As Ballot Tally Starts, Montgomery Interrogated

By Christian Davenport and Philip Rucker
Washington Post Staff Writers
Monday, September 18, 2006

Maryland's elections chief is demanding a full accounting of what went wrong in Montgomery County's primary election last week and asking for a detailed plan by Wednesday to ensure the same mistakes do not occur in November.

State elections administrator Linda H. Lamone sent the letter on Saturday to Montgomery officials, who today will begin counting thousands of provisional ballots that could determine the outcome of several local races. Election officials will also appear before a County Council committee this morning to answer questions on the electronic voting problems that plagued the county.

Lamone sent similar letters to election directors in Prince George's and Anne Arundel counties as well as Baltimore, demanding that corrective plans be put in place quickly.

"Your immediate and full-time attention to this plan of corrective action is imperative to restore public confidence in the election process prior to the General Election," Lamone said in her letter to Montgomery election director Margaret Jurgensen.

County Executive Douglas M. Duncan (D) will send top aide Bruce Romer to the 9 a.m. meeting before the council's management and fiscal policy committee to reiterate a call for Jurgensen's termination and the resignation of Nancy Dacek, the Republican appointed to lead the county's Board of Elections, Duncan spokesman David Weaver said yesterday.

At 10 a.m., the elections board will start counting the ballots. Between 10,000 and 12,000 provisional ballots were cast, largely because of a major error: Election workers forgot to supply all of the county's 238 precincts with the plastic cards needed to operate its electronic voting machines. The provisional ballots will be inspected and counted by hand -- a process that could take a few days.

Until the plastic cards arrived -- in some cases, it took hours -- election judges gave voters provisional paper ballots. The ballots were also used in the final hour of the primary after a circuit court judge ruled that the polls must remain open an additional hour because of the problems. Under federal law, provisional ballots must be used during extended voting hours.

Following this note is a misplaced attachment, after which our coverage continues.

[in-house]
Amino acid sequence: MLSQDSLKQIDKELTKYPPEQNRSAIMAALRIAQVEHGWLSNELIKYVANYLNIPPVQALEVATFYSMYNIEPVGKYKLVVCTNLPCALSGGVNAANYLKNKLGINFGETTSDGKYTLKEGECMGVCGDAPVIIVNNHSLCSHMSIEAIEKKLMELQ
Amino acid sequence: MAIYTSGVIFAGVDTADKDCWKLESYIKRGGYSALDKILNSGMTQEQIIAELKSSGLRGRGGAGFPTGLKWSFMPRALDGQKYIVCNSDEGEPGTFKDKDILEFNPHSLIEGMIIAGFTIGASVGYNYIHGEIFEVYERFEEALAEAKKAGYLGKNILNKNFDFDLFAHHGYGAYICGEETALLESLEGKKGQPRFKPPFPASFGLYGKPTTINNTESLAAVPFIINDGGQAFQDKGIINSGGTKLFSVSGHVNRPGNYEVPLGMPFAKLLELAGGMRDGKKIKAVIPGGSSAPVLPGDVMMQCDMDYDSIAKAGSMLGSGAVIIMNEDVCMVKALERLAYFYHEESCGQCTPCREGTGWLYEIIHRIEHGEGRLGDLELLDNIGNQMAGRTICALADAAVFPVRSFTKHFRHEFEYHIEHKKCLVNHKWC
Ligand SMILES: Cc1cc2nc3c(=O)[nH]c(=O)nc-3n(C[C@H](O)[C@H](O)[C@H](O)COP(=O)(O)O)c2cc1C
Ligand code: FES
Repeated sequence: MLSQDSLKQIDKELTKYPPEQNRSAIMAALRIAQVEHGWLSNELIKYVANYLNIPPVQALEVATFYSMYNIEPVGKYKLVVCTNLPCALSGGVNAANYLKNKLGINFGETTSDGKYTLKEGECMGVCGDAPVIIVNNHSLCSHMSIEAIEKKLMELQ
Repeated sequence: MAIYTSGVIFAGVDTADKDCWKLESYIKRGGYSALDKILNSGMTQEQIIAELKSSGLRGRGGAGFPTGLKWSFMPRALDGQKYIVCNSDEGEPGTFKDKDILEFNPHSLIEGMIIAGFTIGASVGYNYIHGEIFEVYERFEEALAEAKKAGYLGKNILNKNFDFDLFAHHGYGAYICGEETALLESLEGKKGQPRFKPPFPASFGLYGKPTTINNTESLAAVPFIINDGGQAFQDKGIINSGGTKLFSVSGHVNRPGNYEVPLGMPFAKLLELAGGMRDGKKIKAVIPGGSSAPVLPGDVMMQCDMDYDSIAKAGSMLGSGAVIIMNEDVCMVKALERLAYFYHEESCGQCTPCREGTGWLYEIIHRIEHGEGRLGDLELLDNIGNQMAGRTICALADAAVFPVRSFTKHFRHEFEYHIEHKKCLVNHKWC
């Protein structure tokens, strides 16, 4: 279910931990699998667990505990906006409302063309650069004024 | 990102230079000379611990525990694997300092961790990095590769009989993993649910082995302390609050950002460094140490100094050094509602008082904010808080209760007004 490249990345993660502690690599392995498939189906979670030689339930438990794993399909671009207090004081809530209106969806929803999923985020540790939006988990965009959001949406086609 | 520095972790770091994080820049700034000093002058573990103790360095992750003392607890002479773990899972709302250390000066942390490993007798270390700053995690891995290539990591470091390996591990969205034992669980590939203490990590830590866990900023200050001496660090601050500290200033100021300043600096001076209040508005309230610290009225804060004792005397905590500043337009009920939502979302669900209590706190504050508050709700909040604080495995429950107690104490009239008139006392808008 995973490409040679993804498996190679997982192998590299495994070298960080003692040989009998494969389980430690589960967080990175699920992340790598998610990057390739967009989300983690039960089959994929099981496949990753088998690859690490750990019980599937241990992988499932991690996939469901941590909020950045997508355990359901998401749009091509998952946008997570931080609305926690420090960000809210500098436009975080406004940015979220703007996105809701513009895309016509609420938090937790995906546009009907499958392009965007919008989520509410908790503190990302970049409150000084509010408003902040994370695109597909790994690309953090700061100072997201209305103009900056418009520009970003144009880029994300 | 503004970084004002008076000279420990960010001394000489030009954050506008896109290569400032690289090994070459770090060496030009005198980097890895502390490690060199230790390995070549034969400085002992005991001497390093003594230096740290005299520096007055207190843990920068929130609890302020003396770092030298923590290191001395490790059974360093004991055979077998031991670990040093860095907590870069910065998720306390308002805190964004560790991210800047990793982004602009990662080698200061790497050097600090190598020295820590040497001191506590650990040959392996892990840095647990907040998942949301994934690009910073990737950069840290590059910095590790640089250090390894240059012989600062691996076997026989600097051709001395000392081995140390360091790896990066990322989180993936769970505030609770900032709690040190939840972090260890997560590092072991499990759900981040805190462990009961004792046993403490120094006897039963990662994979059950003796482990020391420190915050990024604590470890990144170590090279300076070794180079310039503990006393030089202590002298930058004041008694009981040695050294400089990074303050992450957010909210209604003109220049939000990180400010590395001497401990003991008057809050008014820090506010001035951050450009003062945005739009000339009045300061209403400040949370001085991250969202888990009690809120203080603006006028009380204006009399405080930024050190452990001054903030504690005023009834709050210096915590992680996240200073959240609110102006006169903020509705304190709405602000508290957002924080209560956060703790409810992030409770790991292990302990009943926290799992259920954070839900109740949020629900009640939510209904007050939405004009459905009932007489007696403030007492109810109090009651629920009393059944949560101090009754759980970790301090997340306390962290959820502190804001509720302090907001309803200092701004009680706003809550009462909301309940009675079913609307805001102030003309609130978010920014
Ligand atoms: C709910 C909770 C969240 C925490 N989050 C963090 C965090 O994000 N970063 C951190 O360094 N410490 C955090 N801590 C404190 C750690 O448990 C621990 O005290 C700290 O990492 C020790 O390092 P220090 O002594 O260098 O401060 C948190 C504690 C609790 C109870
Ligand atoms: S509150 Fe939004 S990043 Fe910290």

Normally, provisional ballots are used when election officials cannot find a voter's name in the registry. Because of the chaotic circumstances last week, many Montgomery polling places ran out of provisional ballots, and in some cases voters used scraps of paper.

The elections board will transfer the information on those bits of paper to proper provisional ballots, which will then be inspected by two canvass workers and all three members of the board, spokeswoman Marjorie Roher said.

About 6,000 absentee ballots were counted last week, county officials said. They will begin inspecting the absentee ballots from outside the United States after the provisionals have been tallied. About 5,200 such ballots were mailed, but it is not known how many were returned.

A few races hang in the balance. In the District 18 House of Delegates race, Jeff Waldstreicher leads Daniel Farrington by about 400 votes. In District 19, Benjamin Kramer is ahead of Paul Griffin by fewer than 200 votes.

"The wild card is the provisional ballots," Kramer said. "At this point, I have just come to the conclusion that the die is cast, the outcome has already been determined, and now it's just a matter of waiting it out to see what happens."

Rep. Albert R. Wynn (D-Md.) also remains locked in a tight race against Donna Edwards, leading her by fewer than 3,000 votes in a district that stretches from Prince George's into a slice of Montgomery. Edwards has said she will file a lawsuit because of concerns about the security of voting machines that were not returned promptly to the Prince George's elections board.

Lamone, in her letter to Jurgensen, said the mishaps in Montgomery had "catastrophic consequences" on the primary. Lamone asked her to submit a plan by Wednesday to correct the problems, including developing a process to verify the contents of the election judges' supply containers to make sure the voter access cards are there.

On Wednesday, Lamone will brief Gov. Robert L. Ehrlich Jr. (R) and other members of the state Board of Public Works about the problems.

In a letter to Prince George's election director Robert J. Antonetti Sr., Lamone ordered a plan ensuring that there are enough trained technicians and refresher training sessions for chief election judges. Lamone wrote that any judge who fails to report for training should be removed immediately.

Last week, Antonetti cited a lack of training on new equipment. "If you don't have the proper time to train people to use it, it's like giving someone a car who doesn't know how to drive," he said.

Lamone also asked Anne Arundel election director Barbara Fisher to develop similar training for her chief judges.

Lamone's toughest criticism was reserved for Baltimore election director Gene Raynor. In a 10-point directive, Lamone called for the removal of election judges who were late to the polls Tuesday and for the immediate recruitment and training of new judges for the Nov. 7 elections.


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